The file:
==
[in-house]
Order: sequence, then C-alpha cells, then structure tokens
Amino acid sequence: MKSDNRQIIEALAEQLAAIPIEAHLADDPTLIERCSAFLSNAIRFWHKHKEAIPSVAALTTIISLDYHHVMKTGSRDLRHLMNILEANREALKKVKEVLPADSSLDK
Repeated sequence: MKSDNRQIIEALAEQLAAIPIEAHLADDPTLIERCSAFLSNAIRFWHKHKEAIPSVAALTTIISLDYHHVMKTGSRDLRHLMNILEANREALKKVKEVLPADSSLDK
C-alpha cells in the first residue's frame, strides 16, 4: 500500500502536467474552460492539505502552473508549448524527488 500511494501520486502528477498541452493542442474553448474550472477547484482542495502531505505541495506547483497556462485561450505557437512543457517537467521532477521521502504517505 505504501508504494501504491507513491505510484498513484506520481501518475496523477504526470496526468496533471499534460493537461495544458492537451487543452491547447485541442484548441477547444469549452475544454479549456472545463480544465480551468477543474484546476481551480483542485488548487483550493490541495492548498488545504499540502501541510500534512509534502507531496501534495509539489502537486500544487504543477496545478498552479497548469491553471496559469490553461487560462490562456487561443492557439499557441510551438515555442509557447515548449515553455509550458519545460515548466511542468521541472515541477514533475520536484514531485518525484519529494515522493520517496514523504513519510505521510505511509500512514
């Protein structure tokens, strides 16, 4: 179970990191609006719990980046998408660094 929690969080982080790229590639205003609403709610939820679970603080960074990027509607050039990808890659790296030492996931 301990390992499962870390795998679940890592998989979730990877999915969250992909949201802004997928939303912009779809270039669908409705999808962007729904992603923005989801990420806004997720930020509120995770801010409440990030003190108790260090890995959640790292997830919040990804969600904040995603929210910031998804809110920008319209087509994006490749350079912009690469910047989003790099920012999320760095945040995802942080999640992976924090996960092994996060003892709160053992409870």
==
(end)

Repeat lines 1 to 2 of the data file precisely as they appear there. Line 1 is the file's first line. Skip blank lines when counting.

[in-house]
Order: sequence, then C-alpha cells, then structure tokens